Privilege Manager for Sudo supports offline policy caching. When a Sudo Plugin host operates offline, it stores all log files on the host, then synchronizes the log data back to the primary policy server when it becomes available. (See Privilege Manager for Sudo Policy Evaluation for more information.)
Management Console for Unix enforces the concept of separation of duty (SoD) by adding the ability to assign users to roles within the console. Based on the role, a user is only permitted to perform certain tasks. For example, the administrator may be allowed to modify the sudo policy, but not to view keystroke log recordings.
A basic Privilege Manager for Sudo configuration would include a primary and a secondary policy server, (known as a policy group), and any number of hosts with the Sudo Plugin installed.
Figure 5: How Privilege Manager for Sudo Works
The first policy server configured is the primary policy server which holds the master copy of the sudoers policy. Additional policy servers configured in the policy group are secondary policy servers. The primary policy server and any number of additional secondary policy servers share the common sudoers policy.
The Sudo Plugin is installed on each host system. Then the hosts are joined to the policy group. Once joined, sudo commands executed on the hosts are sent to the primary policy server to be evaluated against the centralized policy. (Note: The local sudoers files (/etc/sudoers) is no longer used to evaluate the sudo policy on joined hosts.) The primary policy server either accepts or rejects the commands; that is, the primary policy server either allows the command to be executed on the host or not. The primary policy server records an event each time a command is accepted or rejected. And, if enabled for keystroke logging, the primary policy server records the keystrokes entered on the hosts.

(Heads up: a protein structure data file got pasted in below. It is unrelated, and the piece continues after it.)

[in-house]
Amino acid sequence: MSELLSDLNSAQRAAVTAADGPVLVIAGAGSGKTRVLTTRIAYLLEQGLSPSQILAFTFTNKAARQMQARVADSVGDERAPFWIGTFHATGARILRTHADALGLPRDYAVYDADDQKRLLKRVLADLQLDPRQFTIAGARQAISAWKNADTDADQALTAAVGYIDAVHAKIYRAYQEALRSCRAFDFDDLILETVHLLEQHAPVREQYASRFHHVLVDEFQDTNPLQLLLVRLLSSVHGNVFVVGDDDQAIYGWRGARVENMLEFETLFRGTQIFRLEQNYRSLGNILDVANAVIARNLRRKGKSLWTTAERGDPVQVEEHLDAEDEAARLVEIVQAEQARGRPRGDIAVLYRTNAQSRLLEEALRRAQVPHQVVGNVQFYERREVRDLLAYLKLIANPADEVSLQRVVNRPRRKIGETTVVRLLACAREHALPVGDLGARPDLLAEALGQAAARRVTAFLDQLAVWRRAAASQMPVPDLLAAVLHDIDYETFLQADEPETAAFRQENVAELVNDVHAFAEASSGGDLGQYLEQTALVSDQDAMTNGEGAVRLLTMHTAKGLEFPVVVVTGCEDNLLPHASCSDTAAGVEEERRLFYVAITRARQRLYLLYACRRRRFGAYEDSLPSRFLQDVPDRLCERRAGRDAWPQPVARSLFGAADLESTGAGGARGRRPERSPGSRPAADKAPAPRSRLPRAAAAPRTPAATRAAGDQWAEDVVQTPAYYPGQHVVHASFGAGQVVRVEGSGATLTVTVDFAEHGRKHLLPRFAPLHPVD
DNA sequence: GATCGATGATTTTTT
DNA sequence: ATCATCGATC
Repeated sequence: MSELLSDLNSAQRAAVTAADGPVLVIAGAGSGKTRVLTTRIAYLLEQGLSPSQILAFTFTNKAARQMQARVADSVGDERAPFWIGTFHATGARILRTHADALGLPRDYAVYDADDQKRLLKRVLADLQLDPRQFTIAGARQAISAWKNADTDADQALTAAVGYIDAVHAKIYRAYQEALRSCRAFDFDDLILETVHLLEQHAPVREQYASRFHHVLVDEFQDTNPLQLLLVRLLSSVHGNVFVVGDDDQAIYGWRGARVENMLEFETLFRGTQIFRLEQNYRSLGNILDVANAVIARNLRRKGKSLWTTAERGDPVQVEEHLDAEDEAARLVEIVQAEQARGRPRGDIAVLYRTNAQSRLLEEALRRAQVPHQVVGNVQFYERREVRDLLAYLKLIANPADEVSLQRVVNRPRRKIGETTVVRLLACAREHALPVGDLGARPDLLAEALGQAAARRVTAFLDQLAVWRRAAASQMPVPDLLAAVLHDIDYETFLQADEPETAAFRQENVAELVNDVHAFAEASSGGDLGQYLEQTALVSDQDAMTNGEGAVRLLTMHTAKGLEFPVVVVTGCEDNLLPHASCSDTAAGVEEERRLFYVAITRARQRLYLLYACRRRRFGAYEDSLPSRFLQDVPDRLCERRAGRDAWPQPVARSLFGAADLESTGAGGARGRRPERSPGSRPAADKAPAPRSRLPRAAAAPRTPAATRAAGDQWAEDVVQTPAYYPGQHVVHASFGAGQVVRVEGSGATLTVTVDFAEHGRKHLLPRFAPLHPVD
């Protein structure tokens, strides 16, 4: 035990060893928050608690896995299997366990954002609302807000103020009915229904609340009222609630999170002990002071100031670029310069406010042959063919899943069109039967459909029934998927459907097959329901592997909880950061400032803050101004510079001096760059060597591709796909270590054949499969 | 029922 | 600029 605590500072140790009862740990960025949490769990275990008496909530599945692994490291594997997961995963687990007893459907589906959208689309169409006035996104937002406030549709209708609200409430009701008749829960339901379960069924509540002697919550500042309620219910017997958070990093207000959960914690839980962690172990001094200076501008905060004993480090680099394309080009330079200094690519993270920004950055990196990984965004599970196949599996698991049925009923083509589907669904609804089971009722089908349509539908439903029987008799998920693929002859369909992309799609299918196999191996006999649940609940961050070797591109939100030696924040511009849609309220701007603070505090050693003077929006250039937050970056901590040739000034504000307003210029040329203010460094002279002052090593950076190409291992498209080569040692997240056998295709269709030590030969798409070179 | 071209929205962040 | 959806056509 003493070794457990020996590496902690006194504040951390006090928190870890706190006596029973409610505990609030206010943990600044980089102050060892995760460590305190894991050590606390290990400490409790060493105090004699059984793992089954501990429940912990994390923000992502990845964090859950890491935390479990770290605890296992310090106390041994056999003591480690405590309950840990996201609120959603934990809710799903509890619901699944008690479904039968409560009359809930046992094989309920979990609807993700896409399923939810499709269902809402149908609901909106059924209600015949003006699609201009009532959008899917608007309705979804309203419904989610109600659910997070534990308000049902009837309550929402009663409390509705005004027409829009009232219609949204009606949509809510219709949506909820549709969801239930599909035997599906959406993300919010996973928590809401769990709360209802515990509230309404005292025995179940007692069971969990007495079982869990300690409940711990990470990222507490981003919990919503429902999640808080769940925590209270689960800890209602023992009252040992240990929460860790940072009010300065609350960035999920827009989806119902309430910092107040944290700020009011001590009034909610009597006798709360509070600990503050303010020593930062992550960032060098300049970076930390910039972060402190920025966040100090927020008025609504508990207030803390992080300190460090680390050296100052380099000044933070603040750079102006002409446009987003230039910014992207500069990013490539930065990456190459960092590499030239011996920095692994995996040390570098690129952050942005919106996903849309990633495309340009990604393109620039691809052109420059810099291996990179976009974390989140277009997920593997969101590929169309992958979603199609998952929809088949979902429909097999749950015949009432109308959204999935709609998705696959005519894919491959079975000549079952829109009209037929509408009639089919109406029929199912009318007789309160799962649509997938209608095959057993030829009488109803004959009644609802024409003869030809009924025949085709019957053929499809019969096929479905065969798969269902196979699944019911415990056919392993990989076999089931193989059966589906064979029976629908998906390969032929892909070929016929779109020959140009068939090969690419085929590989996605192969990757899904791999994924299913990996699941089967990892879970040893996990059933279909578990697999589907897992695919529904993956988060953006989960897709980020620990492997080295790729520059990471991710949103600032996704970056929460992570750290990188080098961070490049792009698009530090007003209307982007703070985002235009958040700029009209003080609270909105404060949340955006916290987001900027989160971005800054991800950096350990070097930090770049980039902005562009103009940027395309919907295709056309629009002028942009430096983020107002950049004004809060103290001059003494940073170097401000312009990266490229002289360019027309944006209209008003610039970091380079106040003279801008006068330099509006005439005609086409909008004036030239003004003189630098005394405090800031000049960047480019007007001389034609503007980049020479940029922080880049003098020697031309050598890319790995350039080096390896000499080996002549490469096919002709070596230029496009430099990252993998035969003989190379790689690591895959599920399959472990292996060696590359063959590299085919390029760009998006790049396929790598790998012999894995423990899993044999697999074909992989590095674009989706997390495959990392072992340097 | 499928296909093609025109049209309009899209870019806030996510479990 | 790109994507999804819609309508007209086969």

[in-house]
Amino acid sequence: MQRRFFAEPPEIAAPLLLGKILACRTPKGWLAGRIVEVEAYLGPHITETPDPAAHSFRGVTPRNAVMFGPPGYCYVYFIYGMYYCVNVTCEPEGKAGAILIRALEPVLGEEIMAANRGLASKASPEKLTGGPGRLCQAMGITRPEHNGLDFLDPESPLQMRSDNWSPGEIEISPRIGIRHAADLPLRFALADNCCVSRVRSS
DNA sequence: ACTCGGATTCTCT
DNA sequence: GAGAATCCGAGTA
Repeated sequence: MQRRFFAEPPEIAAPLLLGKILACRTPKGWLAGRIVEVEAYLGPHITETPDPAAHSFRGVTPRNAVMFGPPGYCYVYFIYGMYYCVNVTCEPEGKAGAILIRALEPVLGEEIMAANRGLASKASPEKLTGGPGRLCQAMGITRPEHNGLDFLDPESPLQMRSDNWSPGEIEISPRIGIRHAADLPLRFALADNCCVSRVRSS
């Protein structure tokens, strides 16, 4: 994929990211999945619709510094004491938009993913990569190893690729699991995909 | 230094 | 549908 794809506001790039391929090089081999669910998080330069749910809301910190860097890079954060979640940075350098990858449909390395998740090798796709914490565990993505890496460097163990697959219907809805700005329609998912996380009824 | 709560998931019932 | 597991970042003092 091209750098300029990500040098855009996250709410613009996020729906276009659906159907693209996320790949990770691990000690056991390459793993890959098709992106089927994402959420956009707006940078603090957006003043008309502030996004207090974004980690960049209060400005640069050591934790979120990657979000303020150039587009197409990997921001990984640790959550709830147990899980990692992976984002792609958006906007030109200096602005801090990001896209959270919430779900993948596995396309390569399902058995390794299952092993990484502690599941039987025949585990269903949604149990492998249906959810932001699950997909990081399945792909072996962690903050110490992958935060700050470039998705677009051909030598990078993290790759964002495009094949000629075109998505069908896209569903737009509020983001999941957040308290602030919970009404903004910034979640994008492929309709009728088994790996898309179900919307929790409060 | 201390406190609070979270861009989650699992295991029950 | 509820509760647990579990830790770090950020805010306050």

Management Console for Unix provides centralized management of host systems and the sudoers policy file. It also provides centralized installation and configuration of the Sudo Plugin on hosts, centralized reporting, and keystroke log replay.
Before you run the installer, consider the following questions:
If you only plan to use one policy server for an entire network, it should be the most reliable and secure machine.
NOTE: You can specify multiple policy servers to avoid having a single point of failure.
If more than 150 users will be using a single pmmasterd for validation, you will want to have multiple policy servers to avoid a UNIX® network resource bottleneck. Plan to have a maximum of 150 users validating at a single policy server.
Only those hosts running the local daemon (PM Agent package) may receive and run Privilege Manager for Unix requests. (See pmlocald for details.)
Quest recommends that you initially specify one policy server and three or four local hosts when you first install and experiment with Privilege Manager for Unix.
If you require greater protection, you can select an encryption level such as AES, or a dedicated encryption system such as Kerberos. When configuring Privilege Manager for Unix in interactive mode, you are asked if you are using Kerberos. If you are using Kerberos, Privilege Manager for Unix automatically uses Kerberos for encryption.
You can configure the policy file to require a checksum match to authorize program execution. If configured in the policy, Privilege Manager executes the program only if its checksum matches that configured in the policy file. By default, it uses a CRC algorithm, but you can configure the MD5 algorithm instead by setting the keyword checksumtype to MD5 in pm.settings.
Choose numbers that do not conflict with other numbers in the /etc/services file. Ensure these entries are propagated to all machines accessing Privilege Manager for Unix.
By default, the log files are placed in /var/adm, /usr/adm or /var/log depending on the host architecture. The installer allows you to change the directory by specifying command line options to the Privilege Manager for Unix daemons. The partition needs to contain enough space for log files to increase in size.